Jane Smiley's latest novel, "Moo," is a work of fiction, a farce, an academic comedy, which describes life at an agricultural university in the United States. I know it was written with UC Davis is mind. Smiley denies it, but trust me on this one. It's all about UCD. Apparently, a lot of people have figured this one out because "Moo" is a paperback best-seller in Davis. It's a best-seller in other places, too, but I'm convinced people are buying it here because they know the cast of characters.
In a recent interview, Smiley said she was prompted to create the fictional Moo University because she lives in Ames, Iowa, and teaches at Iowa State University. "There was just so much funny stuff," she said "and I always wanted to write both a tragedy and a comedy on the same theme. 'A Thousand Acres' was the tragedy, the theme was American agriculture and technology, and 'Moo' was the comedy."
But she insists that "Moo" is not a roman a clef and that she had no inside knowledge about the academic goings-on at Iowa State, much less Davis. "I'm out of the loop," she said. OK, we'll believe her.
I asked Smiley, who has been teaching at Iowa State since 1981, if she ever thought she'd become such a famous writer. Smiley won a Pulitzer Prize for "A Thousand Acres" in 1992.
"I intended to be (a famous writer) but I didn't know if it would ever happen...I had grandiose ambitions...but the realization of one's ambitions is not entirely in one's own power so there was a lot of luck involved also.
"The biggest piece of luck was probably winning the Pulitzer. You go from being a wannabe to has-been in one moment...it changes your relationship to the world of letters because you get a lot of publicity."
I became a fan of Smiley's long before she won the Pulitzer. My favorite Smiley novel is the 1984 mystery "Duplicate Keys." I told her this.
"Oh, really," she said, sounding surprised. "I really wrote it for a craft purpose, because I wanted to learn to write a plot. I figured that a murder mystery plot was the one I was most familiar with and if I could learn to write that plot I would have that tool at my command and it sort of worked out that way."
"Duplicate Keys" is different from many other Smiley novels. First of all, it takes place not in the Midwest but in New York City. It concerns a group of friends from the Midwest in the late '60s who cluster around a marginally successful rock band and move to New York. When the story opens, these people are older, are in their 30s. The success of the rock band hasn't panned out and everyone else in the group has gotten straight jobs. Alice Ames, the main character, is a librarian. She finds two members of the band sitting their apartment, shot to death. At a certain point in the novel Smiley almost matter-of-factly reveals who committed the double murder.
"I had to pre-empt the reader's suspicion of who did it," she said. "My reader, who was reading each chapter as I finished writing, was about to guess who did it...so I had to change the story from a who-dunnit to a why-dunnit."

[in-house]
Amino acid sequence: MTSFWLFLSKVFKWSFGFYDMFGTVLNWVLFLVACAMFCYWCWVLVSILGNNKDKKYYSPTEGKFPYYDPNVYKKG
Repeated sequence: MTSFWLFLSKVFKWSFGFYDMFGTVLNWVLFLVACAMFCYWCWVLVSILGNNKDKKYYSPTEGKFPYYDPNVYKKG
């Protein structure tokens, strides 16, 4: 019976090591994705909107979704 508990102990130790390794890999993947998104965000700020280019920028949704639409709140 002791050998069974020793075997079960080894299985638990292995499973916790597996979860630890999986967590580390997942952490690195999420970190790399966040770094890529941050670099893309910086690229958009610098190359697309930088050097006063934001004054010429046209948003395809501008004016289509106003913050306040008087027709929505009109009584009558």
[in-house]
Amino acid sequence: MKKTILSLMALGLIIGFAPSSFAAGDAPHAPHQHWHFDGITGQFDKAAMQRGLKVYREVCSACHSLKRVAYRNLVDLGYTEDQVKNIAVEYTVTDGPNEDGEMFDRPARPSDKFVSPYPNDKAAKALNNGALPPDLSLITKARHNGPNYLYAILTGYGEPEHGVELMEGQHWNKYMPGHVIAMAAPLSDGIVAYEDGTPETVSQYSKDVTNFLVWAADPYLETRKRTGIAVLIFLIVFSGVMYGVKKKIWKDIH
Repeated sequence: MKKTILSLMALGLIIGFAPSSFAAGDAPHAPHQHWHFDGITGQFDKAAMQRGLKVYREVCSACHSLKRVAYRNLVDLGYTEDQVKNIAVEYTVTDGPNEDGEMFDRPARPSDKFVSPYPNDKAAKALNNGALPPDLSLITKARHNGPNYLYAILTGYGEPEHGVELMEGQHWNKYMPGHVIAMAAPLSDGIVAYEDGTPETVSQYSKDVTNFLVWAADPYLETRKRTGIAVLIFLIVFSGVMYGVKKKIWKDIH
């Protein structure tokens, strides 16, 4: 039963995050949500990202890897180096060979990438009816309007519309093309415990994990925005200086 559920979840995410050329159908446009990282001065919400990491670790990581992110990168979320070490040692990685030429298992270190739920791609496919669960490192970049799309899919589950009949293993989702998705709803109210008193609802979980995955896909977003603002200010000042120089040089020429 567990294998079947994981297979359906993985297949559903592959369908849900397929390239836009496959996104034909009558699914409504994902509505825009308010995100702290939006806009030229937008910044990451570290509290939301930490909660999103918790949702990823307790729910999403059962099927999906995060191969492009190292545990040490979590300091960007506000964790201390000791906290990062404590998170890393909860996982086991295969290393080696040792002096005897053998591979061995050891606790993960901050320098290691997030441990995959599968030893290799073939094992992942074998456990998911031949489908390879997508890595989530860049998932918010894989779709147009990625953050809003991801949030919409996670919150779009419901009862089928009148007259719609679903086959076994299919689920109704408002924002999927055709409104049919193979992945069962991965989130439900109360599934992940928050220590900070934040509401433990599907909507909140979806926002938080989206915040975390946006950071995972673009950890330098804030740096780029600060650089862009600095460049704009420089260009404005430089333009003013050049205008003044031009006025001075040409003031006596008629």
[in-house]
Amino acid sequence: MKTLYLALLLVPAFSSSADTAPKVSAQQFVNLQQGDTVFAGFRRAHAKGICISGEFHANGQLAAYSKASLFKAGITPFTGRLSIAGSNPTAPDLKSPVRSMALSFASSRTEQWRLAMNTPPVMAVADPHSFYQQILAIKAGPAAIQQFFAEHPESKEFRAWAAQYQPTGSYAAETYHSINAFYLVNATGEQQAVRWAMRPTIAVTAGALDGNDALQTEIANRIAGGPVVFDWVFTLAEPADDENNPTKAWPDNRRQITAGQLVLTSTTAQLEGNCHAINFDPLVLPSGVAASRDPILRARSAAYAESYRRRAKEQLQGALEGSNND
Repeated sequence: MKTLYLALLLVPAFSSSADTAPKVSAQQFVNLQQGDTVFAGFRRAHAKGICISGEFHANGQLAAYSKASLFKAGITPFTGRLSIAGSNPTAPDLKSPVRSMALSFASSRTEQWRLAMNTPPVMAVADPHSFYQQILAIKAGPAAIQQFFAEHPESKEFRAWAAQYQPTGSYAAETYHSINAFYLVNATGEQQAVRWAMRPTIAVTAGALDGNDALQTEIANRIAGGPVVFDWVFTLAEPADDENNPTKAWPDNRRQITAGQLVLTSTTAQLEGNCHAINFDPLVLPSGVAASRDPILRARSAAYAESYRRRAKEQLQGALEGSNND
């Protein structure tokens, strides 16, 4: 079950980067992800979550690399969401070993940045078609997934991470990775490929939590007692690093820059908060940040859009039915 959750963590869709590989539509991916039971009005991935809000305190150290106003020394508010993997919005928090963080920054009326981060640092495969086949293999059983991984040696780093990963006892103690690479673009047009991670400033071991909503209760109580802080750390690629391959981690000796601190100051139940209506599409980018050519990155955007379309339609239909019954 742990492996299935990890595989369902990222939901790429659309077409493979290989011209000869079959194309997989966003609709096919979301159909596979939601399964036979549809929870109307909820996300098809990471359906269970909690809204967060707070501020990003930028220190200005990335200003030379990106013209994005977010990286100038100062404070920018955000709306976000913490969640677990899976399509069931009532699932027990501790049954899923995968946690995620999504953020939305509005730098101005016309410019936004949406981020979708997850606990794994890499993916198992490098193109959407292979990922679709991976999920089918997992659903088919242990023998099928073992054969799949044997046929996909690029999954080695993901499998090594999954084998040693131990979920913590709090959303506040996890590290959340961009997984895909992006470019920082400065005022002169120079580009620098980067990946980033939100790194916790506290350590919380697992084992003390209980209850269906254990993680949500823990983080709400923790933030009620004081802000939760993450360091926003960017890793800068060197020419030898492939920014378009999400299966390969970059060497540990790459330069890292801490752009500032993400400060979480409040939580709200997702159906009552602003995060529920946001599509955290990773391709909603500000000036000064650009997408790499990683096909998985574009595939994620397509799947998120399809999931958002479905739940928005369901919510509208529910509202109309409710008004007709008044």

Smiley has no plans to write another murder mystery. "Since I wrote that book there's been a real revival and burgeoning of the mystery form and there are lots of very good and very inventive mystery writers out there. I don't know that I have anything to add." She likes Sue Grafton and Dick Francis.
Smiley is currently writing a historical novel set in the American Midwest. She isn't eager to talk about it and give away any good parts. "I'm just at the beginning of the writing process," she says. She has a study in her Ames home which is so messy she doesn't ever set foot in it. She carries around her portable computer and when she has time, between riding her horses every day and racing after her 3-year-old son, she sits down in the living room and writes for a few hours.
Smiley was born in L.A. but her family only lived there for one year before moving to St. Louis. She grew up in St. Louis and went to college back East, graduating from Vassar in 1971. She went to graduate school in Iowa and has been there ever since.
She is always labeled a "Midwestern writer" but likes to point out that the University of Iowa wouldn't put her work in the Iowa collection until she'd been living in that state for 20 years. "They were much more reluctant to receive me than others were to hand me over," she said.
Many of her novels and novellas begin with the description of what appears to be an idyllic life in a pastoral setting. Her stories become something very different as she introduces themes of murder, incest and evil. I asked her where the dark side in her work comes from.
"The question is not where the dark side comes from but where the light side come from," she said. "Any serious novelist or serious artist who wants to keep producing has to ponder both the dark and the light."